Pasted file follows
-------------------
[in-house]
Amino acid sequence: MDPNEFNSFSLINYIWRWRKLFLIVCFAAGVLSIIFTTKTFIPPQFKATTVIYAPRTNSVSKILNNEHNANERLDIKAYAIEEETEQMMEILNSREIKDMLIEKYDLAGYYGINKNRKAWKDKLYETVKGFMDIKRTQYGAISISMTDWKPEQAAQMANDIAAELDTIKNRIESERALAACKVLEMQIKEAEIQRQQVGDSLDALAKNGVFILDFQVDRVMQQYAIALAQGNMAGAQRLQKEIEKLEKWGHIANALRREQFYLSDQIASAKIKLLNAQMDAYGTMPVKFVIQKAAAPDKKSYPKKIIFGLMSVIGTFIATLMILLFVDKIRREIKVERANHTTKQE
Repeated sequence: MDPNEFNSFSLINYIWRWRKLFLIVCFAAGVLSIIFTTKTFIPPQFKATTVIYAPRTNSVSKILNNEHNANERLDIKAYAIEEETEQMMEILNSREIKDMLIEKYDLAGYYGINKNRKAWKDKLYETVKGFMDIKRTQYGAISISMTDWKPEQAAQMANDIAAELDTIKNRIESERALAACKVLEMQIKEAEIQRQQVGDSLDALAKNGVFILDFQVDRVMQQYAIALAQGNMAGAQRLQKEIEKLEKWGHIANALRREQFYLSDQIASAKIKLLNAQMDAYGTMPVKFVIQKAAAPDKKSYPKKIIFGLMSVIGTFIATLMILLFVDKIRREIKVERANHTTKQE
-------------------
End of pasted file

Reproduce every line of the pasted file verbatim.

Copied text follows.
[in-house]
Amino acid sequence: MDPNEFNSFSLINYIWRWRKLFLIVCFAAGVLSIIFTTKTFIPPQFKATTVIYAPRTNSVSKILNNEHNANERLDIKAYAIEEETEQMMEILNSREIKDMLIEKYDLAGYYGINKNRKAWKDKLYETVKGFMDIKRTQYGAISISMTDWKPEQAAQMANDIAAELDTIKNRIESERALAACKVLEMQIKEAEIQRQQVGDSLDALAKNGVFILDFQVDRVMQQYAIALAQGNMAGAQRLQKEIEKLEKWGHIANALRREQFYLSDQIASAKIKLLNAQMDAYGTMPVKFVIQKAAAPDKKSYPKKIIFGLMSVIGTFIATLMILLFVDKIRREIKVERANHTTKQE
Repeated sequence: MDPNEFNSFSLINYIWRWRKLFLIVCFAAGVLSIIFTTKTFIPPQFKATTVIYAPRTNSVSKILNNEHNANERLDIKAYAIEEETEQMMEILNSREIKDMLIEKYDLAGYYGINKNRKAWKDKLYETVKGFMDIKRTQYGAISISMTDWKPEQAAQMANDIAAELDTIKNRIESERALAACKVLEMQIKEAEIQRQQVGDSLDALAKNGVFILDFQVDRVMQQYAIALAQGNMAGAQRLQKEIEKLEKWGHIANALRREQFYLSDQIASAKIKLLNAQMDAYGTMPVKFVIQKAAAPDKKSYPKKIIFGLMSVIGTFIATLMILLFVDKIRREIKVERANHTTKQE